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This is the blog of Ian Rosales Casocot. Filipino writer. Sometime academic. Former backpacker. Twink bait. Hamster lover.

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Monday, October 30, 2017

entry arrow12:44 PM | A Halloween Story

Years ago, I had a strange visitation. I had decided to move back to my old apartment in Tubod, where I still live, because campus housing was not for me and my huge library needed proper shelving. It must have been October, during a semestral break, and I had spent the day directing the move from Acacia Cottage to this bachelor's pad hidden away in a corner of a compound with its own entrance.

I loved the dilapidated look of the pad from the outside -- a swirl of vines, an unfinished fence of concrete blocks, a "front gate" of grills, a pile of old lumber in the adjacent backyard -- because it felt like a good illustration for the truism to never judge a book by its cover. Inside the pad were walls of books and paintings and what-not. It's a small pad, a long rectangular box really, with a kitchenette.

That moving day, everything was still in boxes, and my bed had just been installed in, its mattress still naked. I was so exhausted I decided to take a nap, naked. The minute my head fell on the pillows, I was gone. I'm not sure how long I slept. Two hours? Three? But it was almost dark when I woke up -- and I had awakened because even in my deep sleep, I was aware that someone was watching me.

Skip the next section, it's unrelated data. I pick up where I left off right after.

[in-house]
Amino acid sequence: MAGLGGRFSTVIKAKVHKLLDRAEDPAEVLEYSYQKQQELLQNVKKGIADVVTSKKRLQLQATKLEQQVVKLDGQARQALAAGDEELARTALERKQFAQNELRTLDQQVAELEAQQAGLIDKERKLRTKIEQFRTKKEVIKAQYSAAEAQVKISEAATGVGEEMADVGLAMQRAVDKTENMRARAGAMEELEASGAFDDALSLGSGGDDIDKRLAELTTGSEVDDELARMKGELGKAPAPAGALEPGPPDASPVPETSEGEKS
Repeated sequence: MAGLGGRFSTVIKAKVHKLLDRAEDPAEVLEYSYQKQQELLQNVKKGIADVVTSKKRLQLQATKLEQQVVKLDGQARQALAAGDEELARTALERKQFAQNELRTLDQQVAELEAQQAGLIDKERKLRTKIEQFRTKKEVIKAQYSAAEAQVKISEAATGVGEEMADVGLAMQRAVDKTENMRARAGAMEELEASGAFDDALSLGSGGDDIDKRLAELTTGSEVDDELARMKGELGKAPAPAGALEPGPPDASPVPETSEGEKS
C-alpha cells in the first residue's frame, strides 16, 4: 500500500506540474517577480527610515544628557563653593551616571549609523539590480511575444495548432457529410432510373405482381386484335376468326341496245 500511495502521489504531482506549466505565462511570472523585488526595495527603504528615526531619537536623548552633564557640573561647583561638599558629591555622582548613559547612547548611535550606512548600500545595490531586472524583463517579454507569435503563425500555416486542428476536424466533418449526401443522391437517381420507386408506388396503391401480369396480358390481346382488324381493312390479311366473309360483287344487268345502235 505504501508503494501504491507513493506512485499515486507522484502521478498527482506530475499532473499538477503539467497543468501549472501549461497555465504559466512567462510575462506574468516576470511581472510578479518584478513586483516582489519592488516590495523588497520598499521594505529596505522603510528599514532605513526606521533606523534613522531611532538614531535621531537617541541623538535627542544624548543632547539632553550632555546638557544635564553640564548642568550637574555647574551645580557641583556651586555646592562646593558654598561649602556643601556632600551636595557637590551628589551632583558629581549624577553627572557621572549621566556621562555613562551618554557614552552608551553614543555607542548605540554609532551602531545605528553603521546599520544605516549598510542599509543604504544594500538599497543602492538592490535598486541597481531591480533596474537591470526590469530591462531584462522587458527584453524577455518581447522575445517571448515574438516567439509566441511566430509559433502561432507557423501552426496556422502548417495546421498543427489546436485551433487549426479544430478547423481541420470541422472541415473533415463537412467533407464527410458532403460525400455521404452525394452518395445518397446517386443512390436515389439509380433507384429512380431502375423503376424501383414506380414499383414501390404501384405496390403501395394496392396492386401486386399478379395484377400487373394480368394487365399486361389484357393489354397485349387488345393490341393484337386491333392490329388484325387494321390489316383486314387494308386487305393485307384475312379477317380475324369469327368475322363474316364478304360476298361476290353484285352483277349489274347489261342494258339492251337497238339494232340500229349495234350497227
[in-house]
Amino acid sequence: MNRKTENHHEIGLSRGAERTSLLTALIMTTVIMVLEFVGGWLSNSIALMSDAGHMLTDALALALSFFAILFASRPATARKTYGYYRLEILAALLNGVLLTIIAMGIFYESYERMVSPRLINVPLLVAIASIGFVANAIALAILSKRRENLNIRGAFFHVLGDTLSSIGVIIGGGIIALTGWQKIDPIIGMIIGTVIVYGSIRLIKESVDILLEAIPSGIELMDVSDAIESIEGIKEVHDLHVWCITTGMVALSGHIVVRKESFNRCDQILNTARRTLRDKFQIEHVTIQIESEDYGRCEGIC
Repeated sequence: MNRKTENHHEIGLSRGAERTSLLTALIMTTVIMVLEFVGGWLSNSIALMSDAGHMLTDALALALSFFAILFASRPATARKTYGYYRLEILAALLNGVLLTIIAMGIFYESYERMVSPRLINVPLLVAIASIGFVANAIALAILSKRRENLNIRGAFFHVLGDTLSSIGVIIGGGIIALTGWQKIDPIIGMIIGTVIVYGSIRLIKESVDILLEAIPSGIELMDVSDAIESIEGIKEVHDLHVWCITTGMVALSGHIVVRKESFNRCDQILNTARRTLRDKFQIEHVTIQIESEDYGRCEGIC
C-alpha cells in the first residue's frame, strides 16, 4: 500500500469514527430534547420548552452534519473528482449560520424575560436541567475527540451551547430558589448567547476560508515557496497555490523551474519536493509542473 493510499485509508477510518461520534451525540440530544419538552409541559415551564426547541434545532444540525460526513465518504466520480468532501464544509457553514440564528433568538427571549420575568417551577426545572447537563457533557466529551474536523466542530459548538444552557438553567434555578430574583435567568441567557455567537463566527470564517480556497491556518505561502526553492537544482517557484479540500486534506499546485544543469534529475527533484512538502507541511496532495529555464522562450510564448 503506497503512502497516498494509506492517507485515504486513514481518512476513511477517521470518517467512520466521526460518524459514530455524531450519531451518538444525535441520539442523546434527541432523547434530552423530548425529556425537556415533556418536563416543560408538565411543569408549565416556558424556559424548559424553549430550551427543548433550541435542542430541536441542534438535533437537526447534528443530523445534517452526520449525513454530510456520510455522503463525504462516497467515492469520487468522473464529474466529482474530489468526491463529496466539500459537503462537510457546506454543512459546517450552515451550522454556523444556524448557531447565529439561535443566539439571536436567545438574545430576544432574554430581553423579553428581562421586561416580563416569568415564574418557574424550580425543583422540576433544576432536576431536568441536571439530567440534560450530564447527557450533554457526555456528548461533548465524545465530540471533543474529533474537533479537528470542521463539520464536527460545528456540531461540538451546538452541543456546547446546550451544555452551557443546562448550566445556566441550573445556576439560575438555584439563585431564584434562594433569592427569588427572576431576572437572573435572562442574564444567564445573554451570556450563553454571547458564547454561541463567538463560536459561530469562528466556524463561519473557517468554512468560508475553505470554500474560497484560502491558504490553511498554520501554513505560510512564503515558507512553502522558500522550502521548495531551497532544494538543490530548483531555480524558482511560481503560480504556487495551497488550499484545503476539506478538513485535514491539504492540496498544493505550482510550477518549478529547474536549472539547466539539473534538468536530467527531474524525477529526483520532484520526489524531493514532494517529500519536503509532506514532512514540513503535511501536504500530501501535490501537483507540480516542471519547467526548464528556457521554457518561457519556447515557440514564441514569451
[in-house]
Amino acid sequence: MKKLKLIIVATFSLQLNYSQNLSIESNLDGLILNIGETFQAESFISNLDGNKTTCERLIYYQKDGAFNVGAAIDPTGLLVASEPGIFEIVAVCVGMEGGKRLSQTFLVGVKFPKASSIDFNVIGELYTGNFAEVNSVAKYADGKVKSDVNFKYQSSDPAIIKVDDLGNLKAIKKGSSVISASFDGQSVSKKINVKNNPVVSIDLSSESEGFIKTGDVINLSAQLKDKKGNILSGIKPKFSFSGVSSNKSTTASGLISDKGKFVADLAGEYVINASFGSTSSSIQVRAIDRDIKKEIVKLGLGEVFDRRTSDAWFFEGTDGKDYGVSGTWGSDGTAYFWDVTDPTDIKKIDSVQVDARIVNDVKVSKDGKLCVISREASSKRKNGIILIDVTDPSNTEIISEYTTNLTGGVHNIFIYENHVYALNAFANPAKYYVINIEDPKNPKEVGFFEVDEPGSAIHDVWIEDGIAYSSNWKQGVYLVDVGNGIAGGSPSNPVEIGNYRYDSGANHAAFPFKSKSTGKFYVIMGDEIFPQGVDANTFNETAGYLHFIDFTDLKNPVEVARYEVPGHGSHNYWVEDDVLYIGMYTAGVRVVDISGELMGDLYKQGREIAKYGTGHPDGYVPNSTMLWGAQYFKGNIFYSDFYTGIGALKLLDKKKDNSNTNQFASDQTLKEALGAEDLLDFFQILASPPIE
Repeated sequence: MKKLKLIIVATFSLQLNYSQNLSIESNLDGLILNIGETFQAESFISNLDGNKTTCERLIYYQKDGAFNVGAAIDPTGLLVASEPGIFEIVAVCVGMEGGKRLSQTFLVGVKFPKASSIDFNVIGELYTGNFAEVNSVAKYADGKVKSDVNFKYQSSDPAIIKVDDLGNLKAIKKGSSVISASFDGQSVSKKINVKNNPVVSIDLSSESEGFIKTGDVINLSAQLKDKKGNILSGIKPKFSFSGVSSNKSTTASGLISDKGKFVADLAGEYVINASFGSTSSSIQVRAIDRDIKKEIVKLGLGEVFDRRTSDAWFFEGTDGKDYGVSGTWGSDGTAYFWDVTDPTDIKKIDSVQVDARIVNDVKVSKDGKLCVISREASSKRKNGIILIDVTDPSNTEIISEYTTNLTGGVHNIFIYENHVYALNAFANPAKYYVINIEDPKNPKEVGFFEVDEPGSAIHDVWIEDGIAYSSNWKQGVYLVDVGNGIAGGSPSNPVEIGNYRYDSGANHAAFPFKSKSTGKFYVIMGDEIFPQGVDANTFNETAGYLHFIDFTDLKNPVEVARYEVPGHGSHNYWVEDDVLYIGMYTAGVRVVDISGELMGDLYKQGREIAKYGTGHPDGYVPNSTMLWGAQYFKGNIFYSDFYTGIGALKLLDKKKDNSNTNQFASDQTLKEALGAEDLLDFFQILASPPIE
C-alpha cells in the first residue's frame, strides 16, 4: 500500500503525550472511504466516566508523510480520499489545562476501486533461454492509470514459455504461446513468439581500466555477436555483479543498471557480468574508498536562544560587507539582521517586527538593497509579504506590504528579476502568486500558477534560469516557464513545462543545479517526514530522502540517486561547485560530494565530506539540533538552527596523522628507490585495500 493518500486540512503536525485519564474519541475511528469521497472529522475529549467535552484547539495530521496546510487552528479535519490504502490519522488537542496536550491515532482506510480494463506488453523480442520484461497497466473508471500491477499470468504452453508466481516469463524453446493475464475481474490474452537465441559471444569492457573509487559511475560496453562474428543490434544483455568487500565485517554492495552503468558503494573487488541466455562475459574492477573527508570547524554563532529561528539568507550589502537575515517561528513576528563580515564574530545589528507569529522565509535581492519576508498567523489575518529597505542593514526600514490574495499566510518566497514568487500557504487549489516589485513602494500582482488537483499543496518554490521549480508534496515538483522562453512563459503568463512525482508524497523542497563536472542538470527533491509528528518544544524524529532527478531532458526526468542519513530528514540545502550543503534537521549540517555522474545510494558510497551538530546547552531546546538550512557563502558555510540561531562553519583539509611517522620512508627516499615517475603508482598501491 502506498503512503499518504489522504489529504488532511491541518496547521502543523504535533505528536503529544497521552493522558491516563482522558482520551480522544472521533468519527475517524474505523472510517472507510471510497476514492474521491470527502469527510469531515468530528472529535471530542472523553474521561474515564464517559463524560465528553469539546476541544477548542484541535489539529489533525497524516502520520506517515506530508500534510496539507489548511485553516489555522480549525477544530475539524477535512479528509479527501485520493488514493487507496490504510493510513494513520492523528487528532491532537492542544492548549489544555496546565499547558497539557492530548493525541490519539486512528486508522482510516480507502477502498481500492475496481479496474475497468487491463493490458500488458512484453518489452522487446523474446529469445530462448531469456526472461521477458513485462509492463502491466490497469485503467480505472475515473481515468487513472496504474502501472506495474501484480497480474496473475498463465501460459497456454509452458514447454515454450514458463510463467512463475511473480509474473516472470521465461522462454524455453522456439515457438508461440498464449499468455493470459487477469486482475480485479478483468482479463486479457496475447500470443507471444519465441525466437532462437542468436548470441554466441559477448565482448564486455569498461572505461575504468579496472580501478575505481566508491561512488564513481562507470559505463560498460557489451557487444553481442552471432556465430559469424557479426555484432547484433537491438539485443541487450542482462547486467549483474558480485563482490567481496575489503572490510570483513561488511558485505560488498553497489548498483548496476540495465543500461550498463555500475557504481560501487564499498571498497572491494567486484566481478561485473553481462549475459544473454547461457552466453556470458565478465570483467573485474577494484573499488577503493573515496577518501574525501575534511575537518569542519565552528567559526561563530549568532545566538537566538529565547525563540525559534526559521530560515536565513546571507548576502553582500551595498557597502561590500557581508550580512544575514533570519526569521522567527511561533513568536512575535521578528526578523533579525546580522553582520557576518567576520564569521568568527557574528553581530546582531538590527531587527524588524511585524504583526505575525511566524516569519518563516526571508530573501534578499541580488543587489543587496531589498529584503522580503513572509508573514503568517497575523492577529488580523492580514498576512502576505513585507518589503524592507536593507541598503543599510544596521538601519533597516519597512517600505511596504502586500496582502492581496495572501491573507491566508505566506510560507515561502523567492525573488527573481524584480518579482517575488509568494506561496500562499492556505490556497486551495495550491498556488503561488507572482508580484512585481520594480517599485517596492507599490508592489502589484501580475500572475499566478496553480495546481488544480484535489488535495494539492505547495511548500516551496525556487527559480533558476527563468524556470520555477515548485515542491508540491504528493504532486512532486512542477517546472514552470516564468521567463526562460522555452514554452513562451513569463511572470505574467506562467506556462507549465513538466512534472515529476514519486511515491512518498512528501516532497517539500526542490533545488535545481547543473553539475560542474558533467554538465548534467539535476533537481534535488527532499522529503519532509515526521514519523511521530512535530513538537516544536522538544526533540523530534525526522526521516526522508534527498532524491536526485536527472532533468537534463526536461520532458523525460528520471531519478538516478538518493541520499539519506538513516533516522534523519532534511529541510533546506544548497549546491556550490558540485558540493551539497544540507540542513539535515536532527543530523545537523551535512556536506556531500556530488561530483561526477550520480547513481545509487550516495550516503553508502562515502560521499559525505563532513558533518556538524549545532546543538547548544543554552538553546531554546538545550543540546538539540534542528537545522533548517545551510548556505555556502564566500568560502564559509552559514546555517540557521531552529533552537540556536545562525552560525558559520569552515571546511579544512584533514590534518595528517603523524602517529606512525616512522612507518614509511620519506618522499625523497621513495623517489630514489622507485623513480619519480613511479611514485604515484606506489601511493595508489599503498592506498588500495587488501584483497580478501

I came to groggily, and towering over me was a woman in dark rags, and she was looking down at me with glaring eyes. For some reason, I didn't panic. Still lying down completely vulnerable in my nakedness, I asked her in genuine confusion, "What are you doing here?" She didn't say anything, just glared at me, and then she gave me a terrible smile. That felt like eternity. After a while, she walked, or glided, slowly to where the door was. I had managed to scramble up from bed. Again, I asked her: "What are you doing here?" She slowly turned to face me; this time her face was a complete blank, completely expressionless, completely unnerving. I scrambled to dress up. But by then she had disappeared. I raced outside, to an evening that was devoid of traffic and people, and looked up and down the street, but she was gone.

Sometimes, I still forget to lock my front gate.

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